When the ACLU of Michigan People Power Tour packs its virtual bags and rolls into Berrien County for an online event this Tuesday, voting rights and reforming the criminal legal system are expected to be high on the list of issues discussed in this Lake Michigan shoreline community.
Part of the discussion will include our work with the Rev. Edward Pinkney, who has firsthand experience in both arenas.
In 2014, after helping coordinate a campaign to recall Benton Harbor's then-mayor, Rev. Pinkney, who is Black, was tried and convicted of election fraud by an all-white jury that was allowed to hear irrelevant and inflammatory evidence of Rev. Pinkney’s political activities. Sentenced to serve 30 months to 10 years in prison, he was released after spending 30 months locked up. He considered himself to be a political prisoner, incarcerated because of his attempts to take on the county’s white power structure. After his release, the Michigan Supreme Court, in 2018, unanimously overturned the conviction, concluding, among other things, Rev. Pinkney was convicted of violating a law that did not exist.
Clearly, the fight for racial and social justice in Berrien County, where Benton Harbor is located, is far from over. That is why efforts to reduce mass incarceration and eliminate racial disparities in the criminal legal system – the goals of the ACLU of Michigan’s Smart Justice campaign – will be part of the virtual People Power Tour event. The establishment of civilian oversight of law enforcement, in particular, is likely to be explored.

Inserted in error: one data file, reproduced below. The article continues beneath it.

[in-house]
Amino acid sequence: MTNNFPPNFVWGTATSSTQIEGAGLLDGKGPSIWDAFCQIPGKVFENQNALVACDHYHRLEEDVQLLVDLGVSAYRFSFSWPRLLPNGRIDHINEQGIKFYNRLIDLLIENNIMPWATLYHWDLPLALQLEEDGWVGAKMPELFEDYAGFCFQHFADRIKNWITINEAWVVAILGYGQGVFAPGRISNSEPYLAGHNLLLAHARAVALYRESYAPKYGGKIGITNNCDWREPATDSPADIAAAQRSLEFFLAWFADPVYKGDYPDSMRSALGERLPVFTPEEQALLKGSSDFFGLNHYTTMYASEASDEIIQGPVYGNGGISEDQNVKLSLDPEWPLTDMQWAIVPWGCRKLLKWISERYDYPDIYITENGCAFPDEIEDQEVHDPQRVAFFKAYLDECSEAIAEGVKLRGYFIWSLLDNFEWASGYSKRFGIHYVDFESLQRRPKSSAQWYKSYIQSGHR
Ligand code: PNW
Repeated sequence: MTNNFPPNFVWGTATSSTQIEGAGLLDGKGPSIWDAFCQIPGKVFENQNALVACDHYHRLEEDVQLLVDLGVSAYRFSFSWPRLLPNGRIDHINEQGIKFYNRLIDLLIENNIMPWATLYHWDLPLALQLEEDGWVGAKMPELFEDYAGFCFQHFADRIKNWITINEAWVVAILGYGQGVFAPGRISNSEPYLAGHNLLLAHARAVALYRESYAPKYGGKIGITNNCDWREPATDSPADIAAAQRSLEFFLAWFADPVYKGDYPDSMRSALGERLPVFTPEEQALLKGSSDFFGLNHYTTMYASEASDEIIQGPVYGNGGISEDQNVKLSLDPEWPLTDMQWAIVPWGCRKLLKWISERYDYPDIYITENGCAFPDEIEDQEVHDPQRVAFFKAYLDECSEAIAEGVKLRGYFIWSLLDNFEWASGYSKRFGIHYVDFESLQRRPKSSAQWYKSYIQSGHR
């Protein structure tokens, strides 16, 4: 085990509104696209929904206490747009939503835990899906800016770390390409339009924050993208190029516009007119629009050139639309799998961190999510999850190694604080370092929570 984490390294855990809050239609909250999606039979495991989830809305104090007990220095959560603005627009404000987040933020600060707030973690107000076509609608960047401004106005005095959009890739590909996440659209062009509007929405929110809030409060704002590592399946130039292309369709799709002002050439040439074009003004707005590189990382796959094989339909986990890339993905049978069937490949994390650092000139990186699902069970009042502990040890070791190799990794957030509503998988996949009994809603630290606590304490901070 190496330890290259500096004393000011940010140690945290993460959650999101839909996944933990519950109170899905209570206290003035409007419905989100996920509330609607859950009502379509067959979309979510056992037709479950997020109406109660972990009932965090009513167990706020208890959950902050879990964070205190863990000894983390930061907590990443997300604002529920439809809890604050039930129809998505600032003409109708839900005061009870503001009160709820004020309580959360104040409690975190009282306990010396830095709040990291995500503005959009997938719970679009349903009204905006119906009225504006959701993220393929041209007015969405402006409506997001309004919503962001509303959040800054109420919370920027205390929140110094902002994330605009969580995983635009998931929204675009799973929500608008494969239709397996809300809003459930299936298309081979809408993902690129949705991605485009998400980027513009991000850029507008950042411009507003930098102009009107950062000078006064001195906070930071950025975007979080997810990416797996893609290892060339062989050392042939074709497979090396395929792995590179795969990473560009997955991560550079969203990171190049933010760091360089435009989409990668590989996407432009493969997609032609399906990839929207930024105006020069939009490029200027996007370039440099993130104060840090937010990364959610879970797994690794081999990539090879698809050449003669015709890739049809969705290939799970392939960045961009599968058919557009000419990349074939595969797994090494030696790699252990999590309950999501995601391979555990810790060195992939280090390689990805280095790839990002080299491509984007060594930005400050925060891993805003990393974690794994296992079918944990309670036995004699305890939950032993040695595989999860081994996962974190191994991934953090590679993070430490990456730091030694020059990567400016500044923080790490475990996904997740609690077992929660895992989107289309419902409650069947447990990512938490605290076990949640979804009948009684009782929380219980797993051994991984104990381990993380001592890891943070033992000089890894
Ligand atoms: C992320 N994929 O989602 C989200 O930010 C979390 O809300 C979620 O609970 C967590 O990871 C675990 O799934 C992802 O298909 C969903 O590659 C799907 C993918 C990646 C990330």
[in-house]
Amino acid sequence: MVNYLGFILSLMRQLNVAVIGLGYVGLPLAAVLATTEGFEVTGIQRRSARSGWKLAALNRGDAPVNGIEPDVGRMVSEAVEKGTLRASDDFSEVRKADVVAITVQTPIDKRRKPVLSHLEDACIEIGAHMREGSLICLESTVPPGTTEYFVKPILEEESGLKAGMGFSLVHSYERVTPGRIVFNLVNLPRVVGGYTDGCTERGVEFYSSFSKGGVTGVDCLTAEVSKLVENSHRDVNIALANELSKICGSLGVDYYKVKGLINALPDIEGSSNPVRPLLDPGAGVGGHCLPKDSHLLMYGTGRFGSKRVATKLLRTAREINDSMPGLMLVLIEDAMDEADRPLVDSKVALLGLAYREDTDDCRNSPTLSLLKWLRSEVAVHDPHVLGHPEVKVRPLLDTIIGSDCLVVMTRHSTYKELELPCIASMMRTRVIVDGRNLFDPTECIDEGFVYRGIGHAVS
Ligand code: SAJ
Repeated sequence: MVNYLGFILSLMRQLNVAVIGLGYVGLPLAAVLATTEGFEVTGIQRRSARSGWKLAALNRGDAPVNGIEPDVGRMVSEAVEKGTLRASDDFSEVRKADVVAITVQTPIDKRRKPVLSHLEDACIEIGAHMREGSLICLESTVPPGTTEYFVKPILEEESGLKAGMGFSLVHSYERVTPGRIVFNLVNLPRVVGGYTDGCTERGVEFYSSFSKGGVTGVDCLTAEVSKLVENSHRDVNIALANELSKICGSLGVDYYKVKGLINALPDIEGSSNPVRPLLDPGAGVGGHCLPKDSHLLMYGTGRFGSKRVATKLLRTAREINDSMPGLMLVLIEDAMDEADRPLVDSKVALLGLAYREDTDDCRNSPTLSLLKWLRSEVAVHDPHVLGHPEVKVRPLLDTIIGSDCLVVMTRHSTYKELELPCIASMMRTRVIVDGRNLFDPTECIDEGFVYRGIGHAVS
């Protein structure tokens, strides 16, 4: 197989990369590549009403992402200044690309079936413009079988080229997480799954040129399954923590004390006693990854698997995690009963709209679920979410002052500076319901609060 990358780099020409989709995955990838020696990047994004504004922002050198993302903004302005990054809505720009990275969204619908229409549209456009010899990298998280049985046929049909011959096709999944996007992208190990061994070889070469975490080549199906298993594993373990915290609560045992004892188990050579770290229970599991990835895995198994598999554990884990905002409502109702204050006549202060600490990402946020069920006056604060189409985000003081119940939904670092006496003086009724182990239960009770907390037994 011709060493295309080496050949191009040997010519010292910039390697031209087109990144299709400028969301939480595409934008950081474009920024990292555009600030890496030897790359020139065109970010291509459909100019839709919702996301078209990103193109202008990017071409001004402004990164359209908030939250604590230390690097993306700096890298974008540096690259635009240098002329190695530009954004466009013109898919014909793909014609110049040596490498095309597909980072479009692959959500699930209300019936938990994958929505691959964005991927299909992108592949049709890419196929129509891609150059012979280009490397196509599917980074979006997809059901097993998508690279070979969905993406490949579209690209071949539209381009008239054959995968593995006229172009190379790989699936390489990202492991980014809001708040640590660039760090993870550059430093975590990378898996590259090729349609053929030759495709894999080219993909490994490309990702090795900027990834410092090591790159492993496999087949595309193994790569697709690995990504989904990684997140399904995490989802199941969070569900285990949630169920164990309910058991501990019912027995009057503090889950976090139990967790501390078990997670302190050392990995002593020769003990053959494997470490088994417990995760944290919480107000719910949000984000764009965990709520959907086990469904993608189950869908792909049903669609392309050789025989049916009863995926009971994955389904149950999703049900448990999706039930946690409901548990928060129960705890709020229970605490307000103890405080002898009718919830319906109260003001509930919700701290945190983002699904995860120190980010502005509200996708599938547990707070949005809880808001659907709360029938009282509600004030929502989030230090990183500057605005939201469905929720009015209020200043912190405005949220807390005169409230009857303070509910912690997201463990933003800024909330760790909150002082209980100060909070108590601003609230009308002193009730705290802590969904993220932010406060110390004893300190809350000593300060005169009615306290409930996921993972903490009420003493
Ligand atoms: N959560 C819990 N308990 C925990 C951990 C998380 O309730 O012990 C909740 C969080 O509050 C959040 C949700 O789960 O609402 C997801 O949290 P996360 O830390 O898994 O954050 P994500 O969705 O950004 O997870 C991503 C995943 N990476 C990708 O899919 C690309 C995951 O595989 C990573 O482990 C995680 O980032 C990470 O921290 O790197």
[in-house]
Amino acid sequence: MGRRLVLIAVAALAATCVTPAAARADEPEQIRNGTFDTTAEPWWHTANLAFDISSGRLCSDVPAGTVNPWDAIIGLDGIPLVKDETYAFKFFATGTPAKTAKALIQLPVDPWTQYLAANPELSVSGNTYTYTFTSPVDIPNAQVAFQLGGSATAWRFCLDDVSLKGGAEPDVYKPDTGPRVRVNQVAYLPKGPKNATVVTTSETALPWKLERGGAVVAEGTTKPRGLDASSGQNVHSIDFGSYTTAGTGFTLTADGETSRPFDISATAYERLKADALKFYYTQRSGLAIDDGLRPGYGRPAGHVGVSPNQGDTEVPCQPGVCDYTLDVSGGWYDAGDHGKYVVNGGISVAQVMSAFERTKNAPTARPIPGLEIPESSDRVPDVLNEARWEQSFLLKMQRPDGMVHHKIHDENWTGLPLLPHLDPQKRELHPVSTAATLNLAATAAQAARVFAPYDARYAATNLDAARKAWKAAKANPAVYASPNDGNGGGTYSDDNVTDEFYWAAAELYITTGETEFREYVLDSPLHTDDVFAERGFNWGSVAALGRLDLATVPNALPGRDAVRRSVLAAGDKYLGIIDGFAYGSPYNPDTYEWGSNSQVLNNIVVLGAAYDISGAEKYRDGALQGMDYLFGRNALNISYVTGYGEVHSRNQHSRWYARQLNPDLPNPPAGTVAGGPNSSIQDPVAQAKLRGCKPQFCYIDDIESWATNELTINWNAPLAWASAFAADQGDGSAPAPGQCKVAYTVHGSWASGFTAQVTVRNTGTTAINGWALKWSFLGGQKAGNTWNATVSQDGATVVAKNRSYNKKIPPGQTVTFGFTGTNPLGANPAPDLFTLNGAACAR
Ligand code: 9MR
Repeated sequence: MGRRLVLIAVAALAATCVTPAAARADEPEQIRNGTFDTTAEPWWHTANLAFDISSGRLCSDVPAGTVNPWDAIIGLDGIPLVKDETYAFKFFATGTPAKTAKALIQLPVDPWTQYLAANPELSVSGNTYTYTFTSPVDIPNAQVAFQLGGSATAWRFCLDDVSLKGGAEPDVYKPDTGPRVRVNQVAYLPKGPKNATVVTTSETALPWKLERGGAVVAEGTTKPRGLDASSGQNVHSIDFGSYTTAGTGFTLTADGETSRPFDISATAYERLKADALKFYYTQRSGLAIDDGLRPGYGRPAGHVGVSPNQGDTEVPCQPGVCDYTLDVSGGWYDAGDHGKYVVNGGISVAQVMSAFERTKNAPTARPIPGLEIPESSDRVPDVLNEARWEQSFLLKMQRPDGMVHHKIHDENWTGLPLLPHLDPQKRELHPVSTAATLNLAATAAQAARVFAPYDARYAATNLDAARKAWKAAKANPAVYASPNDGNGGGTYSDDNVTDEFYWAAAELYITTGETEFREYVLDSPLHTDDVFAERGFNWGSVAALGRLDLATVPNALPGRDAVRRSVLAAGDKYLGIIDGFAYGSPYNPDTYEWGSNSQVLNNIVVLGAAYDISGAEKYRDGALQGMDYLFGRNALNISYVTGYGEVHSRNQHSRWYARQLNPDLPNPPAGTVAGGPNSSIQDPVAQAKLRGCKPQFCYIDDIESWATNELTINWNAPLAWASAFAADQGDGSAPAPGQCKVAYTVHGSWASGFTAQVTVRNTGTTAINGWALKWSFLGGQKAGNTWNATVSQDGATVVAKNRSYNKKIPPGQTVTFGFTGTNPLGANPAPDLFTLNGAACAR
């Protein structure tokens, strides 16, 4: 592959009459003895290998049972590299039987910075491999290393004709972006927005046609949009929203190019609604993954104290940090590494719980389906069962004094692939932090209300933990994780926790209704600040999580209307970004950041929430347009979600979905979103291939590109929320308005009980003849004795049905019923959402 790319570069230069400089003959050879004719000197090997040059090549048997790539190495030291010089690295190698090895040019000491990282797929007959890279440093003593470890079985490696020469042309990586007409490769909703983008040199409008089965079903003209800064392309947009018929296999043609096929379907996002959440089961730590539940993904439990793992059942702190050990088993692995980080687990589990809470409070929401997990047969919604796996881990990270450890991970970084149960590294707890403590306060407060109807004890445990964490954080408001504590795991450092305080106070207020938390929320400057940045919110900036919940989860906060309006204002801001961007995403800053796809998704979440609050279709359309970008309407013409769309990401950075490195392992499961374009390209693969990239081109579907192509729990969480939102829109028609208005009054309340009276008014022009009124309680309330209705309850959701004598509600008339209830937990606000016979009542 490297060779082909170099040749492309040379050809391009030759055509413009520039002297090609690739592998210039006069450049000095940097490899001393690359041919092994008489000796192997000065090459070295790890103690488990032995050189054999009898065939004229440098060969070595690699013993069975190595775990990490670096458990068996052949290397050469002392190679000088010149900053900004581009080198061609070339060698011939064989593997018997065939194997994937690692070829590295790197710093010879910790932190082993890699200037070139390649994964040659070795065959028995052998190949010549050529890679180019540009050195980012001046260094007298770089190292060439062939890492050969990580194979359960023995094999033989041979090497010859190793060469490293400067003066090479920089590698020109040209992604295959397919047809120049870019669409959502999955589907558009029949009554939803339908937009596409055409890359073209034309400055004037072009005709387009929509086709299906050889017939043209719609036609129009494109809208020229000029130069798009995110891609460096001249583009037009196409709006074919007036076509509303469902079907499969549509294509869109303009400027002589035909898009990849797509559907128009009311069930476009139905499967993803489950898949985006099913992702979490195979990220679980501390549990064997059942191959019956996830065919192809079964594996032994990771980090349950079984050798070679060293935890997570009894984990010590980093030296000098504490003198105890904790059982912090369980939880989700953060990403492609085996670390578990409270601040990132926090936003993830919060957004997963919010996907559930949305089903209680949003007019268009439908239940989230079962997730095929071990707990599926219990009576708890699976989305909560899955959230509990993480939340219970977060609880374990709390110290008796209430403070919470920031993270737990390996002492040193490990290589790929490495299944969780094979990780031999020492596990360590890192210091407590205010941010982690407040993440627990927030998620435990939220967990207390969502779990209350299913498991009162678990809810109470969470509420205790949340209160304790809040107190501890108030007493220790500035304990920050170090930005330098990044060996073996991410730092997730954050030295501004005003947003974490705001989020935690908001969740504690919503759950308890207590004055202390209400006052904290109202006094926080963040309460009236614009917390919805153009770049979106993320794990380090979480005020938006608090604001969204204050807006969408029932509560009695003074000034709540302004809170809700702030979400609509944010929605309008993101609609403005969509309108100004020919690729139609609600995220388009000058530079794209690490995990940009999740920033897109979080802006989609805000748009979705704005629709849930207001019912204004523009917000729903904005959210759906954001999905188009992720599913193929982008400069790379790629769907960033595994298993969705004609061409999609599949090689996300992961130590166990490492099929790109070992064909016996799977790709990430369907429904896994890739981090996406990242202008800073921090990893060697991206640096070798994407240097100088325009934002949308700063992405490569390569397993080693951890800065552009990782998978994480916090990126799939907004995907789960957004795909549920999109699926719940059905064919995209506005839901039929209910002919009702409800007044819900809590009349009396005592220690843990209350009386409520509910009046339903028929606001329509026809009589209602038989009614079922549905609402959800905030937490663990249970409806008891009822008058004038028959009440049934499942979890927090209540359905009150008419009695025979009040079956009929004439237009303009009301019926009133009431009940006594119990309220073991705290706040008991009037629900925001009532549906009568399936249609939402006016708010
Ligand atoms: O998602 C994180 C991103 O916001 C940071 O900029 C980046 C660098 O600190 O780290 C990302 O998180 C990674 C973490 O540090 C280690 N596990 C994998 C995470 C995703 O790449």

We realize that resident engagement is especially critical in an election year. With less than 30 days until the Nov. 3 election, we will share the work we are doing to ensure historically disenfranchised communities can vote, and urge people to take advantage of early voting, which they can do from now until Nov. 2.
What other issues will rise to the top?
I cannot tell you that now with certainty because the People Power Tour doesn’t come to town with a pre-determined list of specific problems to address. Instead, our efforts are first centered on fostering discussion and hearing from community members about what civil rights and liberties issues they consider to be the most pressing.
Keeping the focus community-centered – both in terms of identifying problems and then devising ways to address them through collaboration – is the tour’s guiding light.
You can register and find details for the event here.